Friedrich W. Voit, German geologist, described gold deposits in the Phillipines (1898), and his travels as a mining geologist in Borneo (1899), in the Berg- und Huettenmaennische Zeitung. He was awarded the doctoral degree in geology by the University of Rostock in 1901 on the basis of a thesis entitled Geognostische Schilderung der Lagerstaetten-verhaltnisse von Dobschau in Ungarn... (Geological description of the relations between the strata of Dobschau, Hungary - a region now part of Slovakia). He subsequently published a paper on an occurrence of copper ore in Angola (1902).
In 1903 Voit was involved in geological exploration in Damaraland, German South West Africa (now Namibia) for the firm A. Goetz & Co., Ltd of London. During that year he was recruited by Gustav B. Duft* as the first government geologist in the territory. He was joined by Heinrich Lotz* in February 1904. His first task was to study the Nama Group of sediments and their possible correlation with the Karoo sequence and its coal-bearing horizons. In 1904 he published "A contribution to the geology of German South West Africa" in the Transactions of the Geological Society of South Africa (1904, Vol. 7(2), pp. 77-94). This paper represented the first significant attempt at establishing a stratigraphic scheme for the succession of rocks found in the territory. His scheme, and those proposed by several later authors, rested on the assumption that the degree of metamorphism indicated the relative age of rock strata. Hence all the crystalline schists and their intrusive suits underlying the Nama and Karoo strata were grouped together in a Primary Formation.
Around 1906 Voit was stationed in Swakopmund and made responsible for regulating the mining activity in the Swakopmund district. He was however able to do limited research on the copper deposits of the Otavi Mountainland and the diamond finds between Meob Bay and Conception Bay. Further papers by him dealing with the region's mineral deposits appeared in German journals during the next few years. These included a discussion of the geology of the copper ore regions along the Kuiseb River (with G.D. Stollreither, 1905), comments on the ore deposits at Tsumeb (1908), and a description of the diamond fields at Conception Bay (1910).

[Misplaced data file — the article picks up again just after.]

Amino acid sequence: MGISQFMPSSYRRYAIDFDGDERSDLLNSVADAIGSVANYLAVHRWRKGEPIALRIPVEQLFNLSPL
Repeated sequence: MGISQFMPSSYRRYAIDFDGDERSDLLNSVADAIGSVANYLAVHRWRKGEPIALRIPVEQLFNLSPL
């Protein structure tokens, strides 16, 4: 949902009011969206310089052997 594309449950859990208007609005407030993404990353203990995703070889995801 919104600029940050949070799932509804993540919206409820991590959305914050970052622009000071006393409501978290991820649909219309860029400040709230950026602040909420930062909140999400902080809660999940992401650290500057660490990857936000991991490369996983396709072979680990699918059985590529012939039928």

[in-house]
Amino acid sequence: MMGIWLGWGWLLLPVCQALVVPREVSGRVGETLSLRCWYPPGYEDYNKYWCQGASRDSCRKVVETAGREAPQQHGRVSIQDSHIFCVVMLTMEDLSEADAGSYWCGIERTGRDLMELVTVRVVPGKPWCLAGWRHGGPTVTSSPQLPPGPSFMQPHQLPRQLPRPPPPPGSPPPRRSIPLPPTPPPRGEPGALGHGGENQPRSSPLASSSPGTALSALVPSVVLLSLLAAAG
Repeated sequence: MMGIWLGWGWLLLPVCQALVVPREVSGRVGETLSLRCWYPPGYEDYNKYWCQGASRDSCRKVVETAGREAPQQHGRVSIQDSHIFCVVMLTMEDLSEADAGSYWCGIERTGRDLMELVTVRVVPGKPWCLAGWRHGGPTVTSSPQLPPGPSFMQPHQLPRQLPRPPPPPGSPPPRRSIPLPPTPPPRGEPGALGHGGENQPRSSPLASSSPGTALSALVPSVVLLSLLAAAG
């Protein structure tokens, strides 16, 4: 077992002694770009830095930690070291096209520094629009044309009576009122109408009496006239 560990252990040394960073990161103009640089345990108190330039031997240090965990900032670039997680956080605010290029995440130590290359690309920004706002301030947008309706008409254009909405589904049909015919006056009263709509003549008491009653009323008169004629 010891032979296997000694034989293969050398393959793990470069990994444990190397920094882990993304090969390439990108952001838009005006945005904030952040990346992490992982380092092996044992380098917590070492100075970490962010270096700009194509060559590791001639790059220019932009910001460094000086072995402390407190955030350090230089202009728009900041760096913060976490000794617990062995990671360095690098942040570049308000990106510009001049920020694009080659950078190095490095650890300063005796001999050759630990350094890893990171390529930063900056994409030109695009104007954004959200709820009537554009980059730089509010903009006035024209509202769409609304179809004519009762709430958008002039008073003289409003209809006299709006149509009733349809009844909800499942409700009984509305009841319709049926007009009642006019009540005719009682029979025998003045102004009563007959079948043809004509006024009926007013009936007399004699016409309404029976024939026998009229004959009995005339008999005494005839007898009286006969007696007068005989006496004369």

During these same years Voit also investigated problems relating to the geology of South Africa. One of these was the age of the gneisses along the Limpopo River (now included in the Limpopo metamorphic province). In two papers on this topic in the Transactions of the Geological Society of South Africa (1906, Vol. 8, pp. 106-107 and 141-146) he concluded that these gneisses were older than the Swaziland Beds and named them the Limpopo Formation, which he considered part of a Fundamental Gneiss Formation in South Africa. Another topic to which he gave considerable attention was the occurrence of Kimberlite and the origin of the diamonds it sometimes contained. Three papers relating to this topic appeared in the Transactions of the Geological Society of South Africa in 1907, one in the Mining Journal (London, 1908) and two in the Zeitschrift fuer Praktische Geologie (Berlin, 1907, 1908). The latter journal furthermore published papers by him on diamonds occurring in diabase (1908) and in pegmatite (1908).
In 1911 Voit formally proposed that a Geological Survey, including a proper laboratory, be established in German South West Africa. As a result a geological laboratory was acquired in Swakopmund, but was moved to Windhoek in 1912. Voit continued his work until the outbreak of World War I in 1914.
By 1906 Voit was a member of the Geological Society of South Africa, with an address in Johannesburg. He was also a member of the South African Association for the Advancement of Science at this time, though no longer in 1910.